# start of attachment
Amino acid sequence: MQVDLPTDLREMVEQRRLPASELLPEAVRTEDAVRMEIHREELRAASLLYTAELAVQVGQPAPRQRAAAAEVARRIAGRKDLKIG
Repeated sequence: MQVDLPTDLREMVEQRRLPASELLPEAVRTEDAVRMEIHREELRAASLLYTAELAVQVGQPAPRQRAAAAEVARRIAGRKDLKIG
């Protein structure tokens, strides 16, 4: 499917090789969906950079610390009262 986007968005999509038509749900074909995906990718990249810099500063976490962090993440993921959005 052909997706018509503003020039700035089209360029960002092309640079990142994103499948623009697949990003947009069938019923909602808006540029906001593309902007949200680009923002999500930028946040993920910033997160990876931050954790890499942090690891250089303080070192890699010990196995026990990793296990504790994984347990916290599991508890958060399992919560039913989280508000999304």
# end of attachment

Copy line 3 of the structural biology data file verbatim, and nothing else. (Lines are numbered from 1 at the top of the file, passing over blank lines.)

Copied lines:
């Protein structure tokens, strides 16, 4: 499917090789969906950079610390009262 986007968005999509038509749900074909995906990718990249810099500063976490962090993440993921959005 052909997706018509503003020039700035089209360029960002092309640079990142994103499948623009697949990003947009069938019923909602808006540029906001593309902007949200680009923002999500930028946040993920910033997160990876931050954790890499942090690891250089303080070192890699010990196995026990990793296990504790994984347990916290599991508890958060399992919560039913989280508000999304």